I think she was starting to understand when she theoretically didn’t even get to work, and she was left with 6 spoons. I then explained to her that she needed to choose the rest of her day wisely, since when your “spoons” are gone, they are gone. Sometimes you can borrow against tomorrow’s “spoons”, but just think how hard tomorrow will be with less “spoons”. I also needed to explain that a person who is sick always lives with the looming thought that tomorrow may be the day that a cold comes, or an infection, or any number of things that could be very dangerous. So you do not want to run low on “spoons”, because you never know when you truly will need them. I didn’t want to depress her, but I needed to be realistic, and unfortunately being prepared for the worst is part of a real day for me.

We went through the rest of the day, and she slowly learned that skipping lunch would cost her a spoon, as well as standing on a train, or even typing at her computer too long. She was forced to make choices and think about things differently. Hypothetically, she had to choose not to run errands, so that she could eat dinner that night.

When we got to the end of her pretend day, she said she was hungry. I summarized that she had to eat dinner but she only had one spoon left. If she cooked, she wouldn’t have enough energy to clean the pots. If she went out for dinner, she might be too tired to drive home safely. Then I also explained, that I didn’t even bother to add into this game, that she was so nauseous, that cooking was probably out of the question anyway. So she decided to make soup, it was easy. I then said it is only 7pm, you have the rest of the night but maybe end up with one spoon, so you can do something fun, or clean your apartment, or do chores, but you can’t do it all.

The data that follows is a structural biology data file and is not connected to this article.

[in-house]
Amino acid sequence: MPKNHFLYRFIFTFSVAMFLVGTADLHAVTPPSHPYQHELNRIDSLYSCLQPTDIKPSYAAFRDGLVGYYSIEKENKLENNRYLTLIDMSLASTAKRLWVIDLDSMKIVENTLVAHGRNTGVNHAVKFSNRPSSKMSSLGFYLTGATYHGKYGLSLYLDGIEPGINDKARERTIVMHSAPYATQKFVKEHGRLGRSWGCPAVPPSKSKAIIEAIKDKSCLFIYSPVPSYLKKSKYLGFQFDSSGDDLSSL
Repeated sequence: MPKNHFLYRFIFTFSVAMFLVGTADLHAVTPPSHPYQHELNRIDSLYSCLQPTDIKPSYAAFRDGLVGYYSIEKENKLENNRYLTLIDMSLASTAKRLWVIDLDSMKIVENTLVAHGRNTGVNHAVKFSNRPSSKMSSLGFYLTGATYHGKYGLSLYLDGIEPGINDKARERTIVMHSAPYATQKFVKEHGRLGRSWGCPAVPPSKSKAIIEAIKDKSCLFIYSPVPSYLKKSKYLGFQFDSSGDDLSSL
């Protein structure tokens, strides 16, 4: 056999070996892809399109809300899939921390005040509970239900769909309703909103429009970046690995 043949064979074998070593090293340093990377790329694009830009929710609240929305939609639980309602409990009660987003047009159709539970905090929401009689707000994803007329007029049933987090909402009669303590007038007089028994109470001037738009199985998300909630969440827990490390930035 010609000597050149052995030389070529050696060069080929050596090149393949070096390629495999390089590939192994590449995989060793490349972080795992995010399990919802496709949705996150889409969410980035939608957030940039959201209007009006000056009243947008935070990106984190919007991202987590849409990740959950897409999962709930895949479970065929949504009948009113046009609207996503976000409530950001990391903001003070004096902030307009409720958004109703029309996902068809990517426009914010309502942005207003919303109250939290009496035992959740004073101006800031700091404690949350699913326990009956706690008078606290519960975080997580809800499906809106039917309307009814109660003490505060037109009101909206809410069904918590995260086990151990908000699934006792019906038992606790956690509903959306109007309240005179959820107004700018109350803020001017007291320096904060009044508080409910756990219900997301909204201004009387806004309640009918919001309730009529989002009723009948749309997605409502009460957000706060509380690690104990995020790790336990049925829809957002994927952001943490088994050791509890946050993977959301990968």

I rarely see her emotional, so when I saw her upset I knew maybe I was getting through to her. I didn’t want my friend to be upset, but at the same time I was happy to think finally maybe someone understood me a little bit. She had tears in her eyes and asked quietly “Christine, How do you do it? Do you really do this everyday?” I explained that some days were worse then others; some days I have more spoons then most. But I can never make it go away and I can’t forget about it, I always have to think about it. I handed her a spoon I had been holding in reserve. I said simply, “I have learned to live life with an extra spoon in my pocket, in reserve. You need to always be prepared.”